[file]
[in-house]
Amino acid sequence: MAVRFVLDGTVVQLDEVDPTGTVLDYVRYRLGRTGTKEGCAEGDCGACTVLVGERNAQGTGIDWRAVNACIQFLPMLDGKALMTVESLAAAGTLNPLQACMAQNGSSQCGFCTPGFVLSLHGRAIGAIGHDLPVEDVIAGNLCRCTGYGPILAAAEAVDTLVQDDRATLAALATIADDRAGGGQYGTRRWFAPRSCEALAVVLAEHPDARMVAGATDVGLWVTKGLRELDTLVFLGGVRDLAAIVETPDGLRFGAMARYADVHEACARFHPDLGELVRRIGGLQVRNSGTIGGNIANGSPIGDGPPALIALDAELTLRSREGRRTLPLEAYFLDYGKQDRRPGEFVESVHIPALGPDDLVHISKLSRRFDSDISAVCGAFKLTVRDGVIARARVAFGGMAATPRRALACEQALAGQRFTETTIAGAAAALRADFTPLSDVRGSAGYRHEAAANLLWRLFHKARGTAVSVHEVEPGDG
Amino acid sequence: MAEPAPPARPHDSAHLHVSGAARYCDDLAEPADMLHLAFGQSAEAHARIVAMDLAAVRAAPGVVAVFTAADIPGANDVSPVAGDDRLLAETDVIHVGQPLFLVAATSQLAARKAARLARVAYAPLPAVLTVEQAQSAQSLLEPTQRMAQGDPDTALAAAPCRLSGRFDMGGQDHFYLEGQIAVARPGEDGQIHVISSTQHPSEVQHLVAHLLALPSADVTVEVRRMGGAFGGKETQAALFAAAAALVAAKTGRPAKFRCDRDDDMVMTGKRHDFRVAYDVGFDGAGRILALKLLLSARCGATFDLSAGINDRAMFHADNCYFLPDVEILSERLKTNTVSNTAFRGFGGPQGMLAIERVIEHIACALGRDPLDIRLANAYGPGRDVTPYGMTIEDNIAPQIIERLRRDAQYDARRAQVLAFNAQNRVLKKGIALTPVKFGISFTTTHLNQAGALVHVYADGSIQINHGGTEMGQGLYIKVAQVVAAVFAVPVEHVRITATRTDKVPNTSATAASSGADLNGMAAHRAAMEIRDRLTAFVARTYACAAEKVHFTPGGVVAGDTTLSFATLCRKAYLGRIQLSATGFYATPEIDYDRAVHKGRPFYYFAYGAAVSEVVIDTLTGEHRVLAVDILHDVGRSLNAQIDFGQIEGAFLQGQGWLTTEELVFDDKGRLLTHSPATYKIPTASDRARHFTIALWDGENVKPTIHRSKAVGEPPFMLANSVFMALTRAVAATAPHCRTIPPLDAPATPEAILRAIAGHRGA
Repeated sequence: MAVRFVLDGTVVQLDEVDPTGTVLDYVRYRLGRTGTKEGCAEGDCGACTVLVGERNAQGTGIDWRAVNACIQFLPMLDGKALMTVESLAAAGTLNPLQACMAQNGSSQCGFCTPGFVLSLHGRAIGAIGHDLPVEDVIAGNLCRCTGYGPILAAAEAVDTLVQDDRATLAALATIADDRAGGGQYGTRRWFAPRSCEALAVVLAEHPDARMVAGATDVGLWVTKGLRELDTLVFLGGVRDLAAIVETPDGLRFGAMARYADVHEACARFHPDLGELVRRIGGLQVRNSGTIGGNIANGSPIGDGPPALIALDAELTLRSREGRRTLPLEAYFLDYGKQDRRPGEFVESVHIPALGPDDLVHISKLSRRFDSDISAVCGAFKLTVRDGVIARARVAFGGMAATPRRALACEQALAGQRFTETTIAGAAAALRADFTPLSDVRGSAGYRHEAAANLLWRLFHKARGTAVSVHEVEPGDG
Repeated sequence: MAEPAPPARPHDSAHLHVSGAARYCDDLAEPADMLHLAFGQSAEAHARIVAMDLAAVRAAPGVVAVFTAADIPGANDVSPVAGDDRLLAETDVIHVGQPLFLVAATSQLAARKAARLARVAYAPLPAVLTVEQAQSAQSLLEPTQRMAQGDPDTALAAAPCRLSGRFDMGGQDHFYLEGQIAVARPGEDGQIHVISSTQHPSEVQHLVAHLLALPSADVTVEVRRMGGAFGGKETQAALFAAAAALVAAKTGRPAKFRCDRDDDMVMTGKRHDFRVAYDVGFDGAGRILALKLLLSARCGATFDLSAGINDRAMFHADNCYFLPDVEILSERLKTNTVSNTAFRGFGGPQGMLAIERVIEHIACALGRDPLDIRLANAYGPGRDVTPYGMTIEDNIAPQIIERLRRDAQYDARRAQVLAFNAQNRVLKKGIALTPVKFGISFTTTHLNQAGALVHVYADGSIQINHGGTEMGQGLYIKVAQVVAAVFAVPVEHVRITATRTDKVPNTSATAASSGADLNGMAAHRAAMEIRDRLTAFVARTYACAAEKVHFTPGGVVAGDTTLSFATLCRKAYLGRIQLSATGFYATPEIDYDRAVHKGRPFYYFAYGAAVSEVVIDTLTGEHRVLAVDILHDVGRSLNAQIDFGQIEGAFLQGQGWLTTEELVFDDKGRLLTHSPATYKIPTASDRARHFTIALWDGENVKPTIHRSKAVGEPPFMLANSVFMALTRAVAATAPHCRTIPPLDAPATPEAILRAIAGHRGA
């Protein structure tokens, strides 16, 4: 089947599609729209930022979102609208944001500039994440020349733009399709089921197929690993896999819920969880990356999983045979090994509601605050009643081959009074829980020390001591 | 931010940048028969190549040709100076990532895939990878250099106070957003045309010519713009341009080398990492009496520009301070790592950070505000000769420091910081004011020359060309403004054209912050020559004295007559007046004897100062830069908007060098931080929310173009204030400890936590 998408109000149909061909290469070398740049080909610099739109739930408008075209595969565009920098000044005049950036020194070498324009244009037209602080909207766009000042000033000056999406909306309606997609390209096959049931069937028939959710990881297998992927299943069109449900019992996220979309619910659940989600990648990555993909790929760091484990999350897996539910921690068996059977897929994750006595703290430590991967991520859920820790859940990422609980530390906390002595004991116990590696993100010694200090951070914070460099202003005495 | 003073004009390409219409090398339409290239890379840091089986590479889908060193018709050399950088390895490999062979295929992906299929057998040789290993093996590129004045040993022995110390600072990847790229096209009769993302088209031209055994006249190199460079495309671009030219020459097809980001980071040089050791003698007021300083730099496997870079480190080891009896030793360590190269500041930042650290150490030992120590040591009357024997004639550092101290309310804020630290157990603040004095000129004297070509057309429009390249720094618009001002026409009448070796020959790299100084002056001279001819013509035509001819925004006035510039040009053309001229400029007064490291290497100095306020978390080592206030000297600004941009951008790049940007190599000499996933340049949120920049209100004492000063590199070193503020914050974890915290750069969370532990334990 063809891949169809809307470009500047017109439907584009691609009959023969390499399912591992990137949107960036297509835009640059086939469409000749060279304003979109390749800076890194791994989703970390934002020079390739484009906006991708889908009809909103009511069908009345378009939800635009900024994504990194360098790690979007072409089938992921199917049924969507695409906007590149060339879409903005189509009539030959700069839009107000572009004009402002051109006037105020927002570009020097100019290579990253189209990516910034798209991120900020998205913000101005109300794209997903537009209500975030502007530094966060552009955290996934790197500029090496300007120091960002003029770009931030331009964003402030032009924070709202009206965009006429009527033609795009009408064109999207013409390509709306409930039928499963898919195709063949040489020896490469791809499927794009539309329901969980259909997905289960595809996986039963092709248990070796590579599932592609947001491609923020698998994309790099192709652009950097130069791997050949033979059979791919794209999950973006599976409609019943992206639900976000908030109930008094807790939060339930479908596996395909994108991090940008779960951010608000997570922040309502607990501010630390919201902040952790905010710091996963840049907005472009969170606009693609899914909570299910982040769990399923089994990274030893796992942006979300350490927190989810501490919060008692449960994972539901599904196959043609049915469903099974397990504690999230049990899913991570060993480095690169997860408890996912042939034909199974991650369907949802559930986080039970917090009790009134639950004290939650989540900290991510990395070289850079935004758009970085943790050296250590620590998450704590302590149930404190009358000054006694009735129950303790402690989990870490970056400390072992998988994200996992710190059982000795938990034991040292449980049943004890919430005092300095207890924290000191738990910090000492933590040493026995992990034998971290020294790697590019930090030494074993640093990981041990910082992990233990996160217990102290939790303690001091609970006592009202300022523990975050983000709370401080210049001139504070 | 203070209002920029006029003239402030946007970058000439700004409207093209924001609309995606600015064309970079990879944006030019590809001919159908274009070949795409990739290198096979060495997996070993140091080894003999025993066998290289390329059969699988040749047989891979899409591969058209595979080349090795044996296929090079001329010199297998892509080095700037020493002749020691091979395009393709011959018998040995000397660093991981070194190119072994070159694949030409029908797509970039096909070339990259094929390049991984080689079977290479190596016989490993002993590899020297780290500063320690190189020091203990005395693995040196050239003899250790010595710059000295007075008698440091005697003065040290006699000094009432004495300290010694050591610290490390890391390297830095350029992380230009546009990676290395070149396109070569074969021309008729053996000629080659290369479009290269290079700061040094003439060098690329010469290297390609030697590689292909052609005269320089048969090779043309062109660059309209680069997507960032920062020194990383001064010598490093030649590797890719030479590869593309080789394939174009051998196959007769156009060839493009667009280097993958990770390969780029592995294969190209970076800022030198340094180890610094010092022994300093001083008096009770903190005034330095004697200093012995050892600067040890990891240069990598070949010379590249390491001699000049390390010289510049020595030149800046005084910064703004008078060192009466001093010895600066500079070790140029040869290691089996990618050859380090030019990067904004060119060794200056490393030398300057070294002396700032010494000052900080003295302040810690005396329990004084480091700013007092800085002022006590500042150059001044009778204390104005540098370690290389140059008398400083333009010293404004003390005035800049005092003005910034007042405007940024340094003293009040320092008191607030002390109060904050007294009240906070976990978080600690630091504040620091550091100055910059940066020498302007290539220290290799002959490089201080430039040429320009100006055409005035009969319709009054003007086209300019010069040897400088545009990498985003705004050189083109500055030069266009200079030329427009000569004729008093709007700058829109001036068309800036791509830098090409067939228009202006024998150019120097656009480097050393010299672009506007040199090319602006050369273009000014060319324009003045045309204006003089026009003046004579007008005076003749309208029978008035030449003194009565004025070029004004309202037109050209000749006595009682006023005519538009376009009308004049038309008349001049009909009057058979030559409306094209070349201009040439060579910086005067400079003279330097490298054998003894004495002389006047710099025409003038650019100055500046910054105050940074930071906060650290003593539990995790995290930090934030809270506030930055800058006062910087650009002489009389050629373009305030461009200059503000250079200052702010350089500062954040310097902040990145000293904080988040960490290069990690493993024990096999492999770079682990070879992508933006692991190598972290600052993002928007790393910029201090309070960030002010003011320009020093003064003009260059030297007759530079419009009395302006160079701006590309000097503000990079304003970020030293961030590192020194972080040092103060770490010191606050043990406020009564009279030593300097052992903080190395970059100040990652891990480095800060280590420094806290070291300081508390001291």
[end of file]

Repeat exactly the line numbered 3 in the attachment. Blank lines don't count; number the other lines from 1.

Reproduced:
Amino acid sequence: MAEPAPPARPHDSAHLHVSGAARYCDDLAEPADMLHLAFGQSAEAHARIVAMDLAAVRAAPGVVAVFTAADIPGANDVSPVAGDDRLLAETDVIHVGQPLFLVAATSQLAARKAARLARVAYAPLPAVLTVEQAQSAQSLLEPTQRMAQGDPDTALAAAPCRLSGRFDMGGQDHFYLEGQIAVARPGEDGQIHVISSTQHPSEVQHLVAHLLALPSADVTVEVRRMGGAFGGKETQAALFAAAAALVAAKTGRPAKFRCDRDDDMVMTGKRHDFRVAYDVGFDGAGRILALKLLLSARCGATFDLSAGINDRAMFHADNCYFLPDVEILSERLKTNTVSNTAFRGFGGPQGMLAIERVIEHIACALGRDPLDIRLANAYGPGRDVTPYGMTIEDNIAPQIIERLRRDAQYDARRAQVLAFNAQNRVLKKGIALTPVKFGISFTTTHLNQAGALVHVYADGSIQINHGGTEMGQGLYIKVAQVVAAVFAVPVEHVRITATRTDKVPNTSATAASSGADLNGMAAHRAAMEIRDRLTAFVARTYACAAEKVHFTPGGVVAGDTTLSFATLCRKAYLGRIQLSATGFYATPEIDYDRAVHKGRPFYYFAYGAAVSEVVIDTLTGEHRVLAVDILHDVGRSLNAQIDFGQIEGAFLQGQGWLTTEELVFDDKGRLLTHSPATYKIPTASDRARHFTIALWDGENVKPTIHRSKAVGEPPFMLANSVFMALTRAVAATAPHCRTIPPLDAPATPEAILRAIAGHRGA